Il Grande Alleggerimento

BRUXELLES – A più di tre anni dalla crisi finanziaria scoppiata nel 2008, chi fa di più per realizzare la ripresa economica, l’Europa o gli Stati Uniti? La Federal Reserve ha completato il secondo giro del cosiddetto “quantitative easing”, ossia l’alleggerimento quantitativo, mentre la Banca Centrale europea ha sparato due colpi dalla sua grande pistola, la cosiddetta operazione di rifinanziamento a lungo termine (ORLT), fornendo più di mille miliardi di euro (1.3 mila miliardi di dollari) di finanziamento a basso costo per tre anni alle banche della zona euro.

Per qualche tempo, si è sostenuto che la Fed si stesse dando più da fare per stimolare l’economia, perché, utilizzando il 2007 come punto di riferimento, ha ampliato il suo bilancio proporzionalmente più di quanto fatto dalla BCE. Ma la BCE ora ha recuperato. Il suo bilancio ammonta a circa 2.8 mila miliardi, vicino al 30% del PIL della zona euro, rispetto al bilancio della Fed di circa il 20% del PIL statunitense.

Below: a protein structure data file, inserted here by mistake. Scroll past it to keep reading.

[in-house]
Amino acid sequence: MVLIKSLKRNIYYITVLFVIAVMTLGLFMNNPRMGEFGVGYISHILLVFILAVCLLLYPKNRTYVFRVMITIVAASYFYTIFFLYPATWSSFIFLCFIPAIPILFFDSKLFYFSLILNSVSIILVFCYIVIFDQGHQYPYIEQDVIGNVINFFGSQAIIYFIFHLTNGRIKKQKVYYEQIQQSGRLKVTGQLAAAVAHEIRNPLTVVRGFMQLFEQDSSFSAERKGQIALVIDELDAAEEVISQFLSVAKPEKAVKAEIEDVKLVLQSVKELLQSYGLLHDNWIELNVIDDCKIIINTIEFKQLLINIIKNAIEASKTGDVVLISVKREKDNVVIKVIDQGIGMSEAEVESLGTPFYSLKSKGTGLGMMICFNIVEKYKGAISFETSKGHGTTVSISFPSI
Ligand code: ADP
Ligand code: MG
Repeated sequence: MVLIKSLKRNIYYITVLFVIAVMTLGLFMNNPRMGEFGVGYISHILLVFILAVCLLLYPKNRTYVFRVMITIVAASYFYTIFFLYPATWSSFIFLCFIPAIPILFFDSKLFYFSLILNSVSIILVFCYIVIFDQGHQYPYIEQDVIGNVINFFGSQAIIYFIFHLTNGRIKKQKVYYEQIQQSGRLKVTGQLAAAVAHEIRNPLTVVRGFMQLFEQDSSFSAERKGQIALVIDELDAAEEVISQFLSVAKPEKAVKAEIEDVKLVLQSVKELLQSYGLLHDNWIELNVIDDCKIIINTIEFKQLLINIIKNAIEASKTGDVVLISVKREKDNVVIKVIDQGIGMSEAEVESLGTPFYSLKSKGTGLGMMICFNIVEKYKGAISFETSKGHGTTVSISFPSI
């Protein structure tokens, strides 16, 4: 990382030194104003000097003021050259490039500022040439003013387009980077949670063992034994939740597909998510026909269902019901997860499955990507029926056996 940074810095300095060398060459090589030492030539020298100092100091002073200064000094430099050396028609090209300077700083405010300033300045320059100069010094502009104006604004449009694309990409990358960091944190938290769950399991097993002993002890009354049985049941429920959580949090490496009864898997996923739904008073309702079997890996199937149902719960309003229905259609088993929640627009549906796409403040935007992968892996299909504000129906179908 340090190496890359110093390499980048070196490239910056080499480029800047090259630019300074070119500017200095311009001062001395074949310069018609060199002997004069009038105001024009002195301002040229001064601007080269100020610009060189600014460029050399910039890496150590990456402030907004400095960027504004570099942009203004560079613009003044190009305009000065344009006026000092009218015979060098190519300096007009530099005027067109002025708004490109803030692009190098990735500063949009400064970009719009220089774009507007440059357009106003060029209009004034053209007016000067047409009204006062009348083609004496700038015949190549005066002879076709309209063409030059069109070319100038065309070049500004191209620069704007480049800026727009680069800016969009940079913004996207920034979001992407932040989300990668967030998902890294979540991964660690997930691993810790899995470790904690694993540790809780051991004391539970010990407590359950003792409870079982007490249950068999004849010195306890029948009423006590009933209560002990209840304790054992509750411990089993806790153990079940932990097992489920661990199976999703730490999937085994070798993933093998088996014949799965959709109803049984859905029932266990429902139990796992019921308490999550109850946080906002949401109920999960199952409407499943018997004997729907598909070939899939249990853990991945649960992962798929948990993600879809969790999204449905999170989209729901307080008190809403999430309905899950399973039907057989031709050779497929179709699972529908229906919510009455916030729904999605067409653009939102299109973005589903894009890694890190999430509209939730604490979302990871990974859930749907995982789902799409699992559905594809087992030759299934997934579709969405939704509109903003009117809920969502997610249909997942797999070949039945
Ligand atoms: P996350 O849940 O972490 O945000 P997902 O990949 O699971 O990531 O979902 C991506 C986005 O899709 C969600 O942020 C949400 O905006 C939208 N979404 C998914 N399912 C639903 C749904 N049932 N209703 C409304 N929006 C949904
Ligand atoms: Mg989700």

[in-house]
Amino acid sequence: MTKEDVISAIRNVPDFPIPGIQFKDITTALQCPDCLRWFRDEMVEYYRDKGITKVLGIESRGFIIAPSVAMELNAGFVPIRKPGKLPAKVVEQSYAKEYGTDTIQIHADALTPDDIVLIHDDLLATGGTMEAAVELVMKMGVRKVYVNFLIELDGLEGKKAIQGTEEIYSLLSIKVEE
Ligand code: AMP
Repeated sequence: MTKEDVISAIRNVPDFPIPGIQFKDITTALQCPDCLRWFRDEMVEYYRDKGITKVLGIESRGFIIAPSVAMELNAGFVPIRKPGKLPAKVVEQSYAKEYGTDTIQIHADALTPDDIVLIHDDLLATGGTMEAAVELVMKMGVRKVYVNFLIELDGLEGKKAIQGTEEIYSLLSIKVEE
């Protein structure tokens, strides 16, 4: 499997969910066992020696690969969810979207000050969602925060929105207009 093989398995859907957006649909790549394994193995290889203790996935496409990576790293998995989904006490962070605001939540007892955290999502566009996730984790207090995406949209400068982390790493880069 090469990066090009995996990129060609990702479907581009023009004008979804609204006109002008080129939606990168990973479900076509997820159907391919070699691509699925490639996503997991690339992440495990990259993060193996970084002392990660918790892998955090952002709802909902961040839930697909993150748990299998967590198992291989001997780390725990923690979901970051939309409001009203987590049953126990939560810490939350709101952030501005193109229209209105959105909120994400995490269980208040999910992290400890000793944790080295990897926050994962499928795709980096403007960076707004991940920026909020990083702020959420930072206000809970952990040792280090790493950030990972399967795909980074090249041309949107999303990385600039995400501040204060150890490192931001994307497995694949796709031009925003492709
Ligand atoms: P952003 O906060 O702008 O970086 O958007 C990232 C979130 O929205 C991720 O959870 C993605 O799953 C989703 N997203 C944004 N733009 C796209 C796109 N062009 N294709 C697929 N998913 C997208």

Tuttavia tra i due c’è una differenza qualitativa che è più importante della taglia dei rispettivi bilanci: la Fed compra quasi esclusivamente titoli privi di rischio (come le obbligazioni del governo americano), mentre la BCE ha acquistato (quantità molto minori di) titoli rischiosi, a causa dei quali il mercato si stava prosciugando. Inoltre la Fed concede pochissimi prestiti alle banche, laddove la BCE ha fatto prestiti di quantità enormi alle banche deboli (che non avrebbero potuto ottenere finanziamenti dal mercato). In breve, l’alleggerimento quantitativo non è la stessa cosa dalla facilitazione del credito, il cosiddetto “credit easing”.

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